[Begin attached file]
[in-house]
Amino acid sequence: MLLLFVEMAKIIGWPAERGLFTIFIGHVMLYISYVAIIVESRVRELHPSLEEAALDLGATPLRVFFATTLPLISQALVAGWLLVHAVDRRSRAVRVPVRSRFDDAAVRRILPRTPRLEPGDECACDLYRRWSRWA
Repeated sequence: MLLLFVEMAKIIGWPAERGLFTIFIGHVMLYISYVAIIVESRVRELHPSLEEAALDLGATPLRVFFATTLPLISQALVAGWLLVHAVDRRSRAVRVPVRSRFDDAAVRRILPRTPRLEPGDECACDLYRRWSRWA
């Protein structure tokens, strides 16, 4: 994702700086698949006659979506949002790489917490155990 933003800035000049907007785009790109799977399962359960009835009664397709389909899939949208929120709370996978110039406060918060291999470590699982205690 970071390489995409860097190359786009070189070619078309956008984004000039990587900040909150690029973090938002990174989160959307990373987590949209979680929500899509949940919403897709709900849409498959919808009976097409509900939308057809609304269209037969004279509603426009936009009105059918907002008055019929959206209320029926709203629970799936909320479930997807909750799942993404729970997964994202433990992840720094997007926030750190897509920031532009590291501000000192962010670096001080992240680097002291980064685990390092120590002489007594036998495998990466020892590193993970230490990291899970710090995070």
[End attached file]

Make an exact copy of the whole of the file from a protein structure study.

[in-house]
Amino acid sequence: MLLLFVEMAKIIGWPAERGLFTIFIGHVMLYISYVAIIVESRVRELHPSLEEAALDLGATPLRVFFATTLPLISQALVAGWLLVHAVDRRSRAVRVPVRSRFDDAAVRRILPRTPRLEPGDECACDLYRRWSRWA
Repeated sequence: MLLLFVEMAKIIGWPAERGLFTIFIGHVMLYISYVAIIVESRVRELHPSLEEAALDLGATPLRVFFATTLPLISQALVAGWLLVHAVDRRSRAVRVPVRSRFDDAAVRRILPRTPRLEPGDECACDLYRRWSRWA
């Protein structure tokens, strides 16, 4: 994702700086698949006659979506949002790489917490155990 933003800035000049907007785009790109799977399962359960009835009664397709389909899939949208929120709370996978110039406060918060291999470590699982205690 970071390489995409860097190359786009070189070619078309956008984004000039990587900040909150690029973090938002990174989160959307990373987590949209979680929500899509949940919403897709709900849409498959919808009976097409509900939308057809609304269209037969004279509603426009936009009105059918907002008055019929959206209320029926709203629970799936909320479930997807909750799942993404729970997964994202433990992840720094997007926030750190897509920031532009590291501000000192962010670096001080992240680097002291980064685990390092120590002489007594036998495998990466020892590193993970230490990291899970710090995070």